Saturday, January 9, 2010

The Accidental Feminist

Joanna Chmielewska, originally uploaded by erizone.

Joanna Chmielewska at a book signing in Moscow (Photo by erizone via Flickr)

I'm a fan of Chmielewska's comic crime novels. I say it with significant difficulty because I've been trying to hide this since high school. Her novels are rather simple and once you've recognized her patterns, they come across as straightforwardly formulaic (even for the genre). And yet.

I really like her earliest novels, the ones she wrote in the 60s and the 70s, though these novels present the communist militia as effective crime-solving agents of justice, somewhat naively explore the comic potential of the travel restrictions, citizen control, and turn into laughs the dearth of products and produce in a country that produced so much.

(For those who haven't experiences it, the spirit of the era is captured in the words of the grandmother from Juliusz Machulski's comedy about time travel, Ile waży koń trojański?: "If the USSR owned the Sahara, they would run out of sand." Everything was exported to the USSR, nothing was ever gotten in exchange but words of "a lasting friendship between the countries.")

Unlike the director Stanisław Bareja and the authors whose books were either chopped up or banned by the censors, Chmielewska didn't ridicule the People's Republic -- she eulogized it.

Is that my problem with Chmielewska? Actually, no. It is no secret that some people miss the regime or that their lives were in many respects better before 1989. In some -- significant -- respects it benefited women. A difficult economic situation was legally and widely recognized as an appropriate reason for a woman to get an abortion, if she wished to get one; it was deemed logical that a woman would want to work, that there should be kindergartens and school lunches. But of course there was also sexism and pay inequality.

And yet -- the measures that existed mattered immensely. That became obvious once they disappeared. Chmielewska's quirky thirty-year-olds wouldn't have been able to solve any crimes in the 1990s.

So they turned sixty and plunged into nostalgic fantasies. And the author declared that she absolutely wasn't a feminist. Rejecting the label is one thing, but she went further, offering piles of nonsense about "women's nature," delicate femininity, and the family.

I stopped reading her for several years not only because her books became dreadfully boring but mostly because I couldn't stand her searing hypocrisy.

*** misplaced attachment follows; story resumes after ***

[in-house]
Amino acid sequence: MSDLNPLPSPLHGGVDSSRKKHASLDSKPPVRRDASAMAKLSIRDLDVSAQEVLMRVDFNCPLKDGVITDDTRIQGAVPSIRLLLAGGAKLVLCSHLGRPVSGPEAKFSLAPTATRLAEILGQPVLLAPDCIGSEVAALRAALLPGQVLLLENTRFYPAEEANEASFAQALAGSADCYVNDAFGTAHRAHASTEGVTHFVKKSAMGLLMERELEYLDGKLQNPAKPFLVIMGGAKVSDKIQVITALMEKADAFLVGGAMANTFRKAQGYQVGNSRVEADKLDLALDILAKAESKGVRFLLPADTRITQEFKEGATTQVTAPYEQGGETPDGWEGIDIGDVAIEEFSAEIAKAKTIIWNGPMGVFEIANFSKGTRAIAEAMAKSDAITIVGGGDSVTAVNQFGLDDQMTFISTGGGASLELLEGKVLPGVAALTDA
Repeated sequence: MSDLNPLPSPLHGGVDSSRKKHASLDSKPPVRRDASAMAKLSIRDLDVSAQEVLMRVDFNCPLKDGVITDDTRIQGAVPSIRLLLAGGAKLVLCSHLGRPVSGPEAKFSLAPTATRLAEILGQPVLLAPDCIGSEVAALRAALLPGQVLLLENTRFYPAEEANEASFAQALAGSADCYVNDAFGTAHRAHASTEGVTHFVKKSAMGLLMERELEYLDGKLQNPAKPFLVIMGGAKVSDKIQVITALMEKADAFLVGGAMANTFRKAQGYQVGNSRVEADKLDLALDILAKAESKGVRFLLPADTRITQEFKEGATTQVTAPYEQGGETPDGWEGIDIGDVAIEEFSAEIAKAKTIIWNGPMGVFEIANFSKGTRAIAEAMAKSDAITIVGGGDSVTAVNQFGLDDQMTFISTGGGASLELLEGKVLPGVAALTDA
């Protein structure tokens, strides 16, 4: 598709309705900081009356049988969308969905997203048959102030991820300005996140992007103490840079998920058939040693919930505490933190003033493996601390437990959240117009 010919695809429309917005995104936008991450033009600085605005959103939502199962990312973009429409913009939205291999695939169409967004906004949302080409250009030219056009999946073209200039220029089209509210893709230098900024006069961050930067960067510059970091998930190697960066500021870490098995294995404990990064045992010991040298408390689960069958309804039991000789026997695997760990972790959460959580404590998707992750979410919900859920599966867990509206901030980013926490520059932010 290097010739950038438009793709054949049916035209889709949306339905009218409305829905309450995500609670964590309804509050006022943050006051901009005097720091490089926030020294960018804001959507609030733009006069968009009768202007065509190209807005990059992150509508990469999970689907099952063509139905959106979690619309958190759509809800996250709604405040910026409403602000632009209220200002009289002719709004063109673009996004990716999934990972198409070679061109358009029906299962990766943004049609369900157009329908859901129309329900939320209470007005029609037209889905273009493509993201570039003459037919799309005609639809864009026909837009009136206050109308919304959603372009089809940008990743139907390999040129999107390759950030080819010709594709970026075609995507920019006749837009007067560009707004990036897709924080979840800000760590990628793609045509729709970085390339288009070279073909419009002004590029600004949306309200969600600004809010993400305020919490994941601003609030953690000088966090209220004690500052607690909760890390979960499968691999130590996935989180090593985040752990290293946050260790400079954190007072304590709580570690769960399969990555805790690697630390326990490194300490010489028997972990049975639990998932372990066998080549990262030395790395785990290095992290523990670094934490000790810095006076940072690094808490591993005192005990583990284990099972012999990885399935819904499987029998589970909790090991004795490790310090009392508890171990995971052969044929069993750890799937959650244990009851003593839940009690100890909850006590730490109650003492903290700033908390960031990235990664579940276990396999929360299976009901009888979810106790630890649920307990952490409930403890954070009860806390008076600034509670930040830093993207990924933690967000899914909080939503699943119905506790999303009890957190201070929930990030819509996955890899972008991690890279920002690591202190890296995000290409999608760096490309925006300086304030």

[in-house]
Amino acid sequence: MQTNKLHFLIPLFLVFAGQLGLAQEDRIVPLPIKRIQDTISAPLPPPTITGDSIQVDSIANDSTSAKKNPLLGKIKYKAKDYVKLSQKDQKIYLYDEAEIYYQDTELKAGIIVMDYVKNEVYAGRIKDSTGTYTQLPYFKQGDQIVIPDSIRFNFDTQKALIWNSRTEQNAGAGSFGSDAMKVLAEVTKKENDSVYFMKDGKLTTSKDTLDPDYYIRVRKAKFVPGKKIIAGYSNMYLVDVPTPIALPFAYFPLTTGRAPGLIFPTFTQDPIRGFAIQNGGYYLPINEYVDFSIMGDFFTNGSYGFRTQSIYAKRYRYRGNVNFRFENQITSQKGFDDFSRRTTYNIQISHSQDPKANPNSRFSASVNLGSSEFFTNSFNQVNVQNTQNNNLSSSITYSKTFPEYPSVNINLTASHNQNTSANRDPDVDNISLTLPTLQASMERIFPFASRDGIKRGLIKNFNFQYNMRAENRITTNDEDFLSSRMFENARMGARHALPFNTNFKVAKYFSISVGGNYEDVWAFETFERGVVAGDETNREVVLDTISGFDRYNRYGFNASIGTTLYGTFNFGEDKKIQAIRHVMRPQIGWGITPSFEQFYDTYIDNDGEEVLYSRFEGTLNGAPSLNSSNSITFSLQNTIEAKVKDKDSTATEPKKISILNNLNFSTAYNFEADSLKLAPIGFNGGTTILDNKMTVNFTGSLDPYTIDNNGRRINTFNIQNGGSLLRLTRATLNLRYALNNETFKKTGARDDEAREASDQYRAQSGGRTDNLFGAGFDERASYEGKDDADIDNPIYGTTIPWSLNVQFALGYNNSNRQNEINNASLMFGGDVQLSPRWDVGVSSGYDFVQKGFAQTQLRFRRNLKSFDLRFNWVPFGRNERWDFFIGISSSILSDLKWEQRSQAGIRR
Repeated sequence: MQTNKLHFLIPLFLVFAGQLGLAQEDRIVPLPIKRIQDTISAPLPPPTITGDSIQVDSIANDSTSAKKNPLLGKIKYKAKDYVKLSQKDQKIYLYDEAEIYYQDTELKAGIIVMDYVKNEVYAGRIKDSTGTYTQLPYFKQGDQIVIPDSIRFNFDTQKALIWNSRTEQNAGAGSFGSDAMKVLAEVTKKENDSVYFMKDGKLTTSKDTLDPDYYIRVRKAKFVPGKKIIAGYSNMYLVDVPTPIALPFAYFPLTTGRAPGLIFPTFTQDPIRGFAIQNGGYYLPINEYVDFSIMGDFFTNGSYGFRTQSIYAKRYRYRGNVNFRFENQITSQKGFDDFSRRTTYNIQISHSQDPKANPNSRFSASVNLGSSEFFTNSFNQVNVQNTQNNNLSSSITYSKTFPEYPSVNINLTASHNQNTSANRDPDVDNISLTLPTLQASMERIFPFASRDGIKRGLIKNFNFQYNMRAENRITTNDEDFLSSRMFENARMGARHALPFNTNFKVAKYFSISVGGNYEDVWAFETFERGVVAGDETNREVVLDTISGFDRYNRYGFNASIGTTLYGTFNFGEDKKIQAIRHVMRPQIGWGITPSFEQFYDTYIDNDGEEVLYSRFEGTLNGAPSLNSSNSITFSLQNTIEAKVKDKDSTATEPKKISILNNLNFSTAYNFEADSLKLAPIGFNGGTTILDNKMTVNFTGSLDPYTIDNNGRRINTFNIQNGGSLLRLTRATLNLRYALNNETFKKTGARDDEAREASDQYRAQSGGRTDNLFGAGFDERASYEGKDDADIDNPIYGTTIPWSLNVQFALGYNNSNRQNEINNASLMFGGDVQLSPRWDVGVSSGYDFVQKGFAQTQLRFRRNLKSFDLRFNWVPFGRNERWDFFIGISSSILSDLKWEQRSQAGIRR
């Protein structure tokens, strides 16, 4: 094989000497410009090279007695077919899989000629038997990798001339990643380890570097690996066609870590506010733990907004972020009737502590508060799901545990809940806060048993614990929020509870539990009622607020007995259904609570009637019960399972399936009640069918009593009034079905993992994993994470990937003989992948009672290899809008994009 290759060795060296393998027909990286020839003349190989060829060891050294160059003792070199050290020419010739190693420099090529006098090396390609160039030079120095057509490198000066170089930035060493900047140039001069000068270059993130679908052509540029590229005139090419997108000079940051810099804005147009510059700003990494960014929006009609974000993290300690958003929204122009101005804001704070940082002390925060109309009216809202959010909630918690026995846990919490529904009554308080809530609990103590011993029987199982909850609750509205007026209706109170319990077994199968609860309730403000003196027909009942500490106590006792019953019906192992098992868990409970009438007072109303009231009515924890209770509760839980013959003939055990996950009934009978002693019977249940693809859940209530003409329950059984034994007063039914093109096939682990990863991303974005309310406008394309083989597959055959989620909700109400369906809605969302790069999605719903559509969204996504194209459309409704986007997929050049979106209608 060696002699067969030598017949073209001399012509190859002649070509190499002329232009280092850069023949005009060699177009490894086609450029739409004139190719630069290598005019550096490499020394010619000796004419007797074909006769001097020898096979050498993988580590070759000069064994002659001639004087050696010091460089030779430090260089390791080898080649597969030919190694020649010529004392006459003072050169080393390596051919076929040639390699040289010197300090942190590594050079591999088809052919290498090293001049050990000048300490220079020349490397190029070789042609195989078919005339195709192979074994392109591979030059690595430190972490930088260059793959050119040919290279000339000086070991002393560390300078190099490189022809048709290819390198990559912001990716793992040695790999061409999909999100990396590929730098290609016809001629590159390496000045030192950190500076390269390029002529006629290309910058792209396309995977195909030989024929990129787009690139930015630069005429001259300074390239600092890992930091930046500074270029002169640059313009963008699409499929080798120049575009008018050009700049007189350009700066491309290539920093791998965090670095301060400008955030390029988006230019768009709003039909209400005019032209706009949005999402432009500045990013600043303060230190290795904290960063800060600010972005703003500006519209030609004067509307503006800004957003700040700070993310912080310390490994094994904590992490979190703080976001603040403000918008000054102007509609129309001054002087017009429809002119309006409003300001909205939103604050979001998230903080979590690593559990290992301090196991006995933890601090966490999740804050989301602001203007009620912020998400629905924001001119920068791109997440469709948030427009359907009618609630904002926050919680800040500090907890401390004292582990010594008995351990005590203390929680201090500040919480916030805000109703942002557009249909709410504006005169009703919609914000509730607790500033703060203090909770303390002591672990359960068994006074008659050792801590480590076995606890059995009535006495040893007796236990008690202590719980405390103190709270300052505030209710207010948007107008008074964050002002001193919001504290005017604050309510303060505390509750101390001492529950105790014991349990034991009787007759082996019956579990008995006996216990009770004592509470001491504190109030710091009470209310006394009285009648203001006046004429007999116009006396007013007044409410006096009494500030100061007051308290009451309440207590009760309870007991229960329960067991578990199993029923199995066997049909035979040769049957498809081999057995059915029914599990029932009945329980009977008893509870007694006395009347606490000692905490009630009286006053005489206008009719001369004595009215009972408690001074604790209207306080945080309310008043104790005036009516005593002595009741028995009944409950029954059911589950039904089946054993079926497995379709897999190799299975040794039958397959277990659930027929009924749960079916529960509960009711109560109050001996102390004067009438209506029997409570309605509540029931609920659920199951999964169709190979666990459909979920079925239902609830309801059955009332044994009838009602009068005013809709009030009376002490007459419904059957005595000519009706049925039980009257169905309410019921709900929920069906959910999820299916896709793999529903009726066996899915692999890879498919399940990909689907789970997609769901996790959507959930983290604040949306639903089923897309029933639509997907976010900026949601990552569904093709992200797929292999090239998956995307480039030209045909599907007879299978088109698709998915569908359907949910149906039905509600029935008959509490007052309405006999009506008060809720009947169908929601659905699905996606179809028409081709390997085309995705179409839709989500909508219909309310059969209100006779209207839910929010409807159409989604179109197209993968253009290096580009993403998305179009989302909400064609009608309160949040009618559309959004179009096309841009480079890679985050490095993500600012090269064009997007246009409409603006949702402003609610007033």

Here is what I enjoyed about her writing (and am enjoying again with the fabulous radio adaptations of her early novels):

Chmielewska's protagonists are single mothers or unmarried women in their 30s and 40s -- independent, going where they're not allowed to go in order to solve mysteries or gamble (horse races and casinos recur). Her most frequent protagonist and alter ego, Joanna, is divorced with two sons, she spends more time hanging out in cafes with friends and new love interests than cooking soup for her kids. From one of the novels we learn that she had left her sons in Poland for a year to work in Copenhagen as an architect, explore nightlife, and gamble. For the money won at horse races she buys a car and snakeskin stilettos.

The CD edition of the radio play about the novel I've just briefly described includes an article about Chmielewska's "accidental feminism."

The article was written by her secretary whom Chmielewska fired shortly afterwards. Coincidence?

Poland is a country where public figures are almost never made to own up to their words and deeds (yes, Polański, among others; yet more strikingly, a former Prime Minister who wanted to outlaw divorce and then abandoned his family for a twenty-something-year-old bank employee).

I've never been employed by Chmielewska so I risk nothing in saying that when I was a teenager her novels gave me hope that I could indeed become who I wanted and not just somebody's wife and mother. I can't make her own up to her hypocrisy but I can point it out.

Note: The second photograph is Krystyna Sienkiewicz as Janka in Lekarstwo na miłość, the film adaptation of Chmielewska's debut novel, Klin (1964).

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